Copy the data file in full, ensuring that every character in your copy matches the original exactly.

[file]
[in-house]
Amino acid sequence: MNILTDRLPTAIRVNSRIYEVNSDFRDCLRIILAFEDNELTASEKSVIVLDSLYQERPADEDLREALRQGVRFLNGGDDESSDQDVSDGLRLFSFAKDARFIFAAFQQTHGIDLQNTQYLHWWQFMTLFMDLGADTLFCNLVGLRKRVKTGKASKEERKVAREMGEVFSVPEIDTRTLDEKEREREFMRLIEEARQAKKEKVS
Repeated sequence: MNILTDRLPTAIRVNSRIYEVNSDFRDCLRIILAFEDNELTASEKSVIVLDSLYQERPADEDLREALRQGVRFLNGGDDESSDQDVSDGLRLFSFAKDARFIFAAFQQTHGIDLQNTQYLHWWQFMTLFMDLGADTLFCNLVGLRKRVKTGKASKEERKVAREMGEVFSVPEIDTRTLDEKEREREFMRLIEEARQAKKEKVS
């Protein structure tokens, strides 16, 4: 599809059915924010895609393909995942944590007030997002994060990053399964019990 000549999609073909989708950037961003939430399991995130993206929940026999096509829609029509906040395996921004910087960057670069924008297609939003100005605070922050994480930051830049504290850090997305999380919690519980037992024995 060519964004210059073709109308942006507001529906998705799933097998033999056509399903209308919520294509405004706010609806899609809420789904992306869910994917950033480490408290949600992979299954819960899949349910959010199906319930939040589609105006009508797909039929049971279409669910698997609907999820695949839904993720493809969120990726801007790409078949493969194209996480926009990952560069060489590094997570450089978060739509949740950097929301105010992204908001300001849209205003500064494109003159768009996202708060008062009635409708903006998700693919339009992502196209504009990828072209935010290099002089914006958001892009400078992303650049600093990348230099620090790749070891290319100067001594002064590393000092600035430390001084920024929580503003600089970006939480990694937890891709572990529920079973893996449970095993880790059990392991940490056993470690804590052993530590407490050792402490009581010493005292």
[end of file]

[in-house]
Amino acid sequence: MNILTDRLPTAIRVNSRIYEVNSDFRDCLRIILAFEDNELTASEKSVIVLDSLYQERPADEDLREALRQGVRFLNGGDDESSDQDVSDGLRLFSFAKDARFIFAAFQQTHGIDLQNTQYLHWWQFMTLFMDLGADTLFCNLVGLRKRVKTGKASKEERKVAREMGEVFSVPEIDTRTLDEKEREREFMRLIEEARQAKKEKVS
Repeated sequence: MNILTDRLPTAIRVNSRIYEVNSDFRDCLRIILAFEDNELTASEKSVIVLDSLYQERPADEDLREALRQGVRFLNGGDDESSDQDVSDGLRLFSFAKDARFIFAAFQQTHGIDLQNTQYLHWWQFMTLFMDLGADTLFCNLVGLRKRVKTGKASKEERKVAREMGEVFSVPEIDTRTLDEKEREREFMRLIEEARQAKKEKVS
């Protein structure tokens, strides 16, 4: 599809059915924010895609393909995942944590007030997002994060990053399964019990 000549999609073909989708950037961003939430399991995130993206929940026999096509829609029509906040395996921004910087960057670069924008297609939003100005605070922050994480930051830049504290850090997305999380919690519980037992024995 060519964004210059073709109308942006507001529906998705799933097998033999056509399903209308919520294509405004706010609806899609809420789904992306869910994917950033480490408290949600992979299954819960899949349910959010199906319930939040589609105006009508797909039929049971279409669910698997609907999820695949839904993720493809969120990726801007790409078949493969194209996480926009990952560069060489590094997570450089978060739509949740950097929301105010992204908001300001849209205003500064494109003159768009996202708060008062009635409708903006998700693919339009992502196209504009990828072209935010290099002089914006958001892009400078992303650049600093990348230099620090790749070891290319100067001594002064590393000092600035430390001084920024929580503003600089970006939480990694937890891709572990529920079973893996449970095993880790059990392991940490056993470690804590052993530590407490050792402490009581010493005292």